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Happy Valentine's Day

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Park Rapids, 56470

Park Rapids Minnesota PO Box 111 56470

Here we are with the weather returned to normal and Valentine's Day upon us. It's time to round up the flowers, chocolate and cards to deliver to your sweetheart because today's the day.

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Curiously enough, I read that 70 percent of the Valentine's Day purchases of such goods are made by women, which would lead me to believe that either the ladies are more giving in nature and attuned to this event or else they are making sure they get something they wanted.

Valentine's Day is named after St. Valentine, an early martyr of the church in the third century A.D. The only problem is that there were three men of that name during that period and no one is sure which one unintentionally was the founder of this event.

One was a priest, another a bishop and the third a missionary in Africa and all were martyred during that period.

Legend has it that one of the Valentines sent a note to a friend from prison (prior to his execution, of course) that was signed "from your Valentine" but there is no evidence to substantiate that story.

The official Feast of St. Valentine was established in the year 496 A.D. by Pope Gelasius I, along with feast days of a host of other martyrs of that period. No mention of cards, flowers or candy at this time.

The next written reference to sending valentines comes from Chaucer in 1382, which speaks of sending a valentine to your loved one.

The earliest surviving valentine was written by the Duke of Orleans to his wife while he was in prison in 1415 and that valentine is still extant. After that it became a regular practice to send love notes or fancy letters to a wife or loved one on Valentine's Day.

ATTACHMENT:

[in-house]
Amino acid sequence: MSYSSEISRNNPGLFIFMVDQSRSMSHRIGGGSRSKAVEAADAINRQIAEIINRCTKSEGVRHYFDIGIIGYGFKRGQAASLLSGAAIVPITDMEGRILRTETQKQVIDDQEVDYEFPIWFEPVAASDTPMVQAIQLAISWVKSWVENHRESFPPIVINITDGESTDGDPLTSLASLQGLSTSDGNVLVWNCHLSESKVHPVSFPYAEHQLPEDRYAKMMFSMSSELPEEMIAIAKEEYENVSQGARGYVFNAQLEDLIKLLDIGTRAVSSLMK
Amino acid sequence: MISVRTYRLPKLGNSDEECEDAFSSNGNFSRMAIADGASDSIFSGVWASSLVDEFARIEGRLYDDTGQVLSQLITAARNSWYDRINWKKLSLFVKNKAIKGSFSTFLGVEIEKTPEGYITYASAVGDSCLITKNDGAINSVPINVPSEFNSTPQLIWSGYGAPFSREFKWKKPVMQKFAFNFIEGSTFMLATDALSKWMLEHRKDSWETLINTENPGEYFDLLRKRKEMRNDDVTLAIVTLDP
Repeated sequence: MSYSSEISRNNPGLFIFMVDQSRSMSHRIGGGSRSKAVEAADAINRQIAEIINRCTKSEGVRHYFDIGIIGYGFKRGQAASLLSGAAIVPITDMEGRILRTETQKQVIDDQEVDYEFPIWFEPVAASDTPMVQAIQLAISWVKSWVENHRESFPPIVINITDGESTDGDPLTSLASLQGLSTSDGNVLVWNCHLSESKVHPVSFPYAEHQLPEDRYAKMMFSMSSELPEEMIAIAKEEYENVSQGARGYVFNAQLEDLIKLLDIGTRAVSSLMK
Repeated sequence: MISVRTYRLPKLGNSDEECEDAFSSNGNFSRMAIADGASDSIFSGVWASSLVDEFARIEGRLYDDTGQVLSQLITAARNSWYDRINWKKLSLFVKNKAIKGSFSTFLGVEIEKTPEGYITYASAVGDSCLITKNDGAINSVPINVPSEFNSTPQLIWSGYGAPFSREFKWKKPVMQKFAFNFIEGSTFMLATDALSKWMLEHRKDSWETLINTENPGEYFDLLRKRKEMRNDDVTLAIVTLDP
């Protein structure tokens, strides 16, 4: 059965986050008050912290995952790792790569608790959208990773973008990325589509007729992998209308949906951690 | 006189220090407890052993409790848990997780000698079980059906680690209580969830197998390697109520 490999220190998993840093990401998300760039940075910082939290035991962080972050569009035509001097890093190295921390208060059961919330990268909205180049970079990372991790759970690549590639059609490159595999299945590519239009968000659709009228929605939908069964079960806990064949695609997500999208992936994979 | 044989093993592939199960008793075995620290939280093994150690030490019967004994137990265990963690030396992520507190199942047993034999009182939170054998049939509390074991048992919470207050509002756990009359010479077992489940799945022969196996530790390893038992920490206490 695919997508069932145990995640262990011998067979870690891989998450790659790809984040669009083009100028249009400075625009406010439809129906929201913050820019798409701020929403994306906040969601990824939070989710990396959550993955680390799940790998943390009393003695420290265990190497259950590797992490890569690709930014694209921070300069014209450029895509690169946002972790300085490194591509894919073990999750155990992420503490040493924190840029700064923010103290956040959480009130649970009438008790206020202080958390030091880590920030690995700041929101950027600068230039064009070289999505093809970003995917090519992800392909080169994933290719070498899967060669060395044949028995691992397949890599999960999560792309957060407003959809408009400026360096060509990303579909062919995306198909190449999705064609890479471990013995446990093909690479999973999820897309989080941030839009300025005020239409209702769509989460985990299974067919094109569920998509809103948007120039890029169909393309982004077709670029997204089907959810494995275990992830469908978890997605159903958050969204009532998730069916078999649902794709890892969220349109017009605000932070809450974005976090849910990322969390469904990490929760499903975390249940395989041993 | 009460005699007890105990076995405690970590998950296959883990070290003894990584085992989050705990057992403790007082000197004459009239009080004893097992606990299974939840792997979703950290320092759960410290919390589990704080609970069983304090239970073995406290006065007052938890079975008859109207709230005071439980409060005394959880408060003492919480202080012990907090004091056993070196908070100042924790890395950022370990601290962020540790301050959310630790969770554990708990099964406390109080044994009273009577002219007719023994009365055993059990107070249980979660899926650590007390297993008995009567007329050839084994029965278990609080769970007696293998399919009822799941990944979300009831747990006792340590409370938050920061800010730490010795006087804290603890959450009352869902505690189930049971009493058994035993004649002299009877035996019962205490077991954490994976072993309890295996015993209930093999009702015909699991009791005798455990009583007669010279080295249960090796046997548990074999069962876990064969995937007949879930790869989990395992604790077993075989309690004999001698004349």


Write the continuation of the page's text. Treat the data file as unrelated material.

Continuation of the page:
The Feb. 14 date is a little slippery because the church adjusted the calendar someplace along the line, during Pope Gregory's time I believe. And while Chaucer writes about sending your love note when the birds are mating, Feb. 14 seems early except for the tropics.

Valentines were probably introduced to this country by the first English settlers as they were quite popular in Merrie Olde England by then.

What we do know for sure is that the first commercially produced valentines in the country were introduced by Esther Howland of Worcester, MA in the year 1847.

Her father had a stationery store and she devised letters with appropriate messages trimmed in lace which were quite a sales success, probably because it saved the guys from having to think up wording for sweet sentiments, etc.

Since Ms. Howland's introduction of the commercial valentine whole industries have sprung up around this annual event. Think Hallmark, for instance. Valentine's Day is observed pretty much worldwide, although not always on Feb. 14 and it does have a variety of names given to it.

Japan and Korea for instance have Valentine's Day on Feb. 14 but it is a one-way street. The girls send/give things to the fellows. On March 14 they have "White Day" during which the fellows return the favor, but it must be something white such as white chocolate or white flowers.

In addition, the Koreans have a Black Day on April 14 when all the fellows that didn't receive a valentine get together and have a black meal of some kind that is a favorite dish so everyone gets something.

So, here we are on Feb. 14 and if you're going to do something for your loved one and haven't done it yet you'd better get a move on.

I'll miss Feb. 14 by 10 days because that's the earliest date I could arrange her surprise. If I told you what it was it wouldn't be a surprise.

Now, on to the important stuff. Have you noticed how light it's staying? I no longer have to use a flashlight to get out of the Pawn Shop at 5:30 p.m. and I could drive home without headlights, although I don't.

I know the sun is up two minutes a day longer every day or some such but it seems as though this just happened overnight. One day it's pitch black at closing and the very next day I can see.

For me that's the first sign that spring is really going to come again this year.

Have a happy Valentine's Day! jfuller@unitelc.com

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